Mike Postle and VerStandig may have reached a settlement in the cheating scandal Postle is embroiled in. VerStandig has requested an extension to communicate the terms to all 88 plaintiffs he represents.
Mike Postle and Plaintiffs May Have Reached a Settlement
The saga between Mike Postle and 88 plaintiffs accusing him of cheating in low-stake live games has finally come closer to an end with an agreement between all affected parties now being hammered. If Postle cheated, though, still remains an unanswered question. After drawing the ire of the community, Postle faced a long list of accusations as well as a long list of accusers.
Yet, Mac VerStandig, the veteran gaming attorney who represents the plaintiffs, has managed to work out a deal. On August 5, VerStandig filed for an extension in the case, arguing that an agreement had been reached but that more time was needed to establish the terms.
To the broader public, though, those terms remain a mystery. The original complaint was first dismissed back in June by Judge William B. Shubb from the U.S. District Court in the Eastern District of California.
However, VerStandig didn’t give up on the case nor did he disappoint the people who had entrusted him with the case. Commenting on the most recent development, VerStandig had this to say:
“Counsel for the parties have reached an agreement as to the principal terms of a settlement of this case, but require additional time to finalize the settlement.”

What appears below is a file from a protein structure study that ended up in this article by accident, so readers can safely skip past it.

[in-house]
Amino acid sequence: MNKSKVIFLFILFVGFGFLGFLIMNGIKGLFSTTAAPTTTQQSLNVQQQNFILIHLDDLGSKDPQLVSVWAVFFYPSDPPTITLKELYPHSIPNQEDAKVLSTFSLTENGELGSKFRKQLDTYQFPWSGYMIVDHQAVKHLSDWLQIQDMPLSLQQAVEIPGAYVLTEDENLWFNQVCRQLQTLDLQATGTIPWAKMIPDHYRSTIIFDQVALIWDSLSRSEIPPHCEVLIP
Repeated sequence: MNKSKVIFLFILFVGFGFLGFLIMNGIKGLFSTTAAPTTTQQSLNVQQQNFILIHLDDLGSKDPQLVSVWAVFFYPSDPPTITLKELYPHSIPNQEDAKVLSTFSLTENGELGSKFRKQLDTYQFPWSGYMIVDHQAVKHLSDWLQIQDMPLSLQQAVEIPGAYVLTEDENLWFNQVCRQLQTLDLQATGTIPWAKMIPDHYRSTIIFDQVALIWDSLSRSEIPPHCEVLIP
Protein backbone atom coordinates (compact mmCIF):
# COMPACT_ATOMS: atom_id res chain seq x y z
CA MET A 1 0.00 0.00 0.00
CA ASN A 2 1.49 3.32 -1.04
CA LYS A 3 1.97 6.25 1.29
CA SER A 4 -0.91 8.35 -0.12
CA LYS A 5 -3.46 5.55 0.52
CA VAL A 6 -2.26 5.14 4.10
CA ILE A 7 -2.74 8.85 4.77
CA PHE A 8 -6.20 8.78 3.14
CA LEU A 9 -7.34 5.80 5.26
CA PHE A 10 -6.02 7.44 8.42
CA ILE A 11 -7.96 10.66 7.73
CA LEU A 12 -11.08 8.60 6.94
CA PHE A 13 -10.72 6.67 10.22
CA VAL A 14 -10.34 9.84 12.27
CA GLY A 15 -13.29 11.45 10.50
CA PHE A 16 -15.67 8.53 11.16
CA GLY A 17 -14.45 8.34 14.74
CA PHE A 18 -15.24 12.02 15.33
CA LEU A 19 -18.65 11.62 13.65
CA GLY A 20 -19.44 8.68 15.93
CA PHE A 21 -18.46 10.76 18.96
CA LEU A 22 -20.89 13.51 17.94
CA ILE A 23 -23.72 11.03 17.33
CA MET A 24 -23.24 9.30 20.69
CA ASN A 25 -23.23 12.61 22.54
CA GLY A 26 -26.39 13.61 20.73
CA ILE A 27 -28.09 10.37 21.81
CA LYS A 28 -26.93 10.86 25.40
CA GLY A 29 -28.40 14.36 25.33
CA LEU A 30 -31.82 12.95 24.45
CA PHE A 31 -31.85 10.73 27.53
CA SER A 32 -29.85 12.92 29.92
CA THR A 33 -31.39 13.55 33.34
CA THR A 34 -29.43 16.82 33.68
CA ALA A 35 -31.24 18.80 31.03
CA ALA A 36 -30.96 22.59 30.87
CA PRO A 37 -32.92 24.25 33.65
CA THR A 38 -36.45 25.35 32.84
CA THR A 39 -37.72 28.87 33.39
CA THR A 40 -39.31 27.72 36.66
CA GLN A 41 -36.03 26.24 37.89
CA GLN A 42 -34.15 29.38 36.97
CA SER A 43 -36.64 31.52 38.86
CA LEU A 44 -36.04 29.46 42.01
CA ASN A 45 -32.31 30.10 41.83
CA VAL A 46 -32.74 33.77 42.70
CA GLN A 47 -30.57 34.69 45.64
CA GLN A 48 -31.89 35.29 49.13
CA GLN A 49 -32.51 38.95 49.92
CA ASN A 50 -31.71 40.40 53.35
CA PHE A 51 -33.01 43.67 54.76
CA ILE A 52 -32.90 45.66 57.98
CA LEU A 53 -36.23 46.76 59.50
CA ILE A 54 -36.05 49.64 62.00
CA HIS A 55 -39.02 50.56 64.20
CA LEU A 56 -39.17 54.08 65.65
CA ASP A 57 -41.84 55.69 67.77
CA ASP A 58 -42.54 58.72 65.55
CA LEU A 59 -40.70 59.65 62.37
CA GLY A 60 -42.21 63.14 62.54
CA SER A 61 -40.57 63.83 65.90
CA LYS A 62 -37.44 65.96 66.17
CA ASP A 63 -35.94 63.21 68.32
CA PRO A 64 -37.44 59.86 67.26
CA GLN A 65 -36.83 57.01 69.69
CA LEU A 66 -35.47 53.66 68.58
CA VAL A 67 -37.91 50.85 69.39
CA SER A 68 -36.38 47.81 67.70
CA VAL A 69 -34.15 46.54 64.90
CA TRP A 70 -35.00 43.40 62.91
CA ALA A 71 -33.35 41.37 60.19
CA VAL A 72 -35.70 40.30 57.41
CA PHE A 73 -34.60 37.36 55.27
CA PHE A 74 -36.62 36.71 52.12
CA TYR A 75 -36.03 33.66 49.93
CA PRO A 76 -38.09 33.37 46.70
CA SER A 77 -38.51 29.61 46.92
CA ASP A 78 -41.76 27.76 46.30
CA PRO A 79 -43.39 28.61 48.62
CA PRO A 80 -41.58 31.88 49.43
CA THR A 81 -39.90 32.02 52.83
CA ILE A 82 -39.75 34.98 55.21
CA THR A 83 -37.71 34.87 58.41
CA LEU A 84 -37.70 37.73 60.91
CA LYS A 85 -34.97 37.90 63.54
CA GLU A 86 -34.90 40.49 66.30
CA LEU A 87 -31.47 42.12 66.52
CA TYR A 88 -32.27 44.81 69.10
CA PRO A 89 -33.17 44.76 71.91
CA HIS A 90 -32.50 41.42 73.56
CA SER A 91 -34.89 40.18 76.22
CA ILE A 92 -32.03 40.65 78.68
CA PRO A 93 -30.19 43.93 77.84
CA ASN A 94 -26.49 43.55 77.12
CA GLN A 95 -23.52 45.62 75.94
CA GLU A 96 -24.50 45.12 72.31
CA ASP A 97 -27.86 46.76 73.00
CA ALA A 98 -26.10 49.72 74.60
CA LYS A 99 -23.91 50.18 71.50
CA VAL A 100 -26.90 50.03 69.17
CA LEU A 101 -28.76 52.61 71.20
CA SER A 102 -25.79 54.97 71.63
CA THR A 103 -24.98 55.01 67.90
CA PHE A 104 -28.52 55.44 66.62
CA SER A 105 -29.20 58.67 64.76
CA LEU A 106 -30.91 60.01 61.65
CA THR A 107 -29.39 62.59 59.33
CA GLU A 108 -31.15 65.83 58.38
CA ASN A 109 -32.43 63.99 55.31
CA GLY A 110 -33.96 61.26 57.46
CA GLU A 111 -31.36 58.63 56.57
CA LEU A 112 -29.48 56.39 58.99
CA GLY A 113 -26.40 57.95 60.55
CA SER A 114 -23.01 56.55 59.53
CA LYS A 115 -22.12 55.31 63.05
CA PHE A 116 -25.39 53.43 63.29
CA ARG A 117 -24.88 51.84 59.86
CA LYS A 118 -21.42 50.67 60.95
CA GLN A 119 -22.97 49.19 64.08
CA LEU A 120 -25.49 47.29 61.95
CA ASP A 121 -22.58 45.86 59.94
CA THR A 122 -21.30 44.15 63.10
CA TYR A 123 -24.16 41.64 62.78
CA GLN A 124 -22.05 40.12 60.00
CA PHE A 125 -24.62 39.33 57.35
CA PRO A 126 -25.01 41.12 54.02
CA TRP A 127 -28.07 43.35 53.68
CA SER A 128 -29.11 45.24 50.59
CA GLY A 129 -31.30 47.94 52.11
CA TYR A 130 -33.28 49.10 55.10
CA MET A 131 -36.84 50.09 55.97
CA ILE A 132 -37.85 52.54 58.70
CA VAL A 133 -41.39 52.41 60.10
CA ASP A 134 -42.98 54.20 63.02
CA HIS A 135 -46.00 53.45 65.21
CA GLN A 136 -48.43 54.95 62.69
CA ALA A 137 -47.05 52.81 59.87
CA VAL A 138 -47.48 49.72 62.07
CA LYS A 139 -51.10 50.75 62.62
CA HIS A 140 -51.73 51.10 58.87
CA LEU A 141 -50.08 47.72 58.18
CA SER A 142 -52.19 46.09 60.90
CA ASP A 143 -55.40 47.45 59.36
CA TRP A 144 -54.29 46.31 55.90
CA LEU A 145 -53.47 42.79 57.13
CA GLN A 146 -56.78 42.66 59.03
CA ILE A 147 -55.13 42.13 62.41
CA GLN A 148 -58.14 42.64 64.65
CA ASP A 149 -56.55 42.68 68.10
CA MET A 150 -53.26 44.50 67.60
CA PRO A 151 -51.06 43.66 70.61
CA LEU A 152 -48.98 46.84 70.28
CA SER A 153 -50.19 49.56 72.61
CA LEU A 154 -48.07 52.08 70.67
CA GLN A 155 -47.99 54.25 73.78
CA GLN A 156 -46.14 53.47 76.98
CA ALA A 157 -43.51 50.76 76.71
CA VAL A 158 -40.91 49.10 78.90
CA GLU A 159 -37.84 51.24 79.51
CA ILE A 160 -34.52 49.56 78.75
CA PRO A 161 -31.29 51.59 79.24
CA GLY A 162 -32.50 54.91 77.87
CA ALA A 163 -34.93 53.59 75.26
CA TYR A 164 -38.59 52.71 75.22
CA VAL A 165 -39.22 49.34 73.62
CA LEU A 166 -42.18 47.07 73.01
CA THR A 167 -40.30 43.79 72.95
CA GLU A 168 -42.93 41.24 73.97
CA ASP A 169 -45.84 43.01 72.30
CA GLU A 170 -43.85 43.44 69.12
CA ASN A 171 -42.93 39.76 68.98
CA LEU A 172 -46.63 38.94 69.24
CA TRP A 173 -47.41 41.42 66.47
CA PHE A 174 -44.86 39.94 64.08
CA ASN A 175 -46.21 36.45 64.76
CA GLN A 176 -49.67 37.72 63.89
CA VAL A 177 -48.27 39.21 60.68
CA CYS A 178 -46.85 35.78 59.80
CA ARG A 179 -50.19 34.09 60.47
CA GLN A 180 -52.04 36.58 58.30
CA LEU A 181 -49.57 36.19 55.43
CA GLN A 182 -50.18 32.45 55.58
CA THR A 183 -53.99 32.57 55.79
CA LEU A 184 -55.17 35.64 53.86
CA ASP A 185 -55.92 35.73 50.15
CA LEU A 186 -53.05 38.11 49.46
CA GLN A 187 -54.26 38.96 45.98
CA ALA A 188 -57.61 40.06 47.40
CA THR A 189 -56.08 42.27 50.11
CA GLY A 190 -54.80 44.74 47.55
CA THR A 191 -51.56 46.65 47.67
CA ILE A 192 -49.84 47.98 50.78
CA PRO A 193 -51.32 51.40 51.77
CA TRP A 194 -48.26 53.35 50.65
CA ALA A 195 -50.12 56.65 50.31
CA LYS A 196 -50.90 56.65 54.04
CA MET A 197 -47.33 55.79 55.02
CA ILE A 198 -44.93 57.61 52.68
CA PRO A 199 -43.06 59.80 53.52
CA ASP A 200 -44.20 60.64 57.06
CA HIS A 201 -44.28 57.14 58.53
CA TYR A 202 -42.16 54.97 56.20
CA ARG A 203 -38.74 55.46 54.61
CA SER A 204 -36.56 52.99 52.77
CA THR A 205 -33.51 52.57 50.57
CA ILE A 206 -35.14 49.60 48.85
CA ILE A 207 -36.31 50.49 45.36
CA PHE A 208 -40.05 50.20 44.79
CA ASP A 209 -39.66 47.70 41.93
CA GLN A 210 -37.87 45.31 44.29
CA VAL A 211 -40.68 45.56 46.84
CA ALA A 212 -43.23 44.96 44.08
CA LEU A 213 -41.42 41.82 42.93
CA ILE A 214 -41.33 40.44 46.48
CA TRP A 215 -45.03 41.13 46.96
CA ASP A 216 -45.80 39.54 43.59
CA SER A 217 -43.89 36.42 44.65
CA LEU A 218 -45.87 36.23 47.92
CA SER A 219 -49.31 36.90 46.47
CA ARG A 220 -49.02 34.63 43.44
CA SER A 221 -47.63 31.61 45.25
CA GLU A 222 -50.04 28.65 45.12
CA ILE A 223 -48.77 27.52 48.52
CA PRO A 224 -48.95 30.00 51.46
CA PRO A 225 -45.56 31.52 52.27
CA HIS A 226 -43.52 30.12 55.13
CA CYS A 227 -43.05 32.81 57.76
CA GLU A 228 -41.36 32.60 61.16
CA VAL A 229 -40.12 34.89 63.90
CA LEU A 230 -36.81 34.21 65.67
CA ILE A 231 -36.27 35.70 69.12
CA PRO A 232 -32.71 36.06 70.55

VerStandig now has to communicate the terms of the settlement with each of the 88 plaintiffs individually and make sure that they understand, acknowledge and agree to the terms for the settlement to go through.
What Did Postle Do to Face Legal Action?
Postle is facing accusations of cheating in low-stake live games at the Stones Gambling Hall in the Sacramento area, a charge he was first acquitted not, but this didn’t stop VerStandig to seek the truth.
During his alleged cheating session, Postle won $300,000 in $1/$3 and $2/$5 no-limit hold’em games. The plaintiffs claimed that Postle had access to the hole cards, but so far, it has not been proven that Postle cheated.
A former Stone Hall employee, Veronica Brill, was the first to stir the spirits and levy accusations at Postle. Arguing her case, Brill said that it was statistically impossible for Postle to turn as many good hands as he had been during the “cheating session” for a want of a better word.
Even though Shubb ruled in favor of Postle at first, VerStandig said that he would not let the case go and he didn’t. Now, the plaintiffs have until September 11 to amend the complaint and bring this case closer to wrapping it up.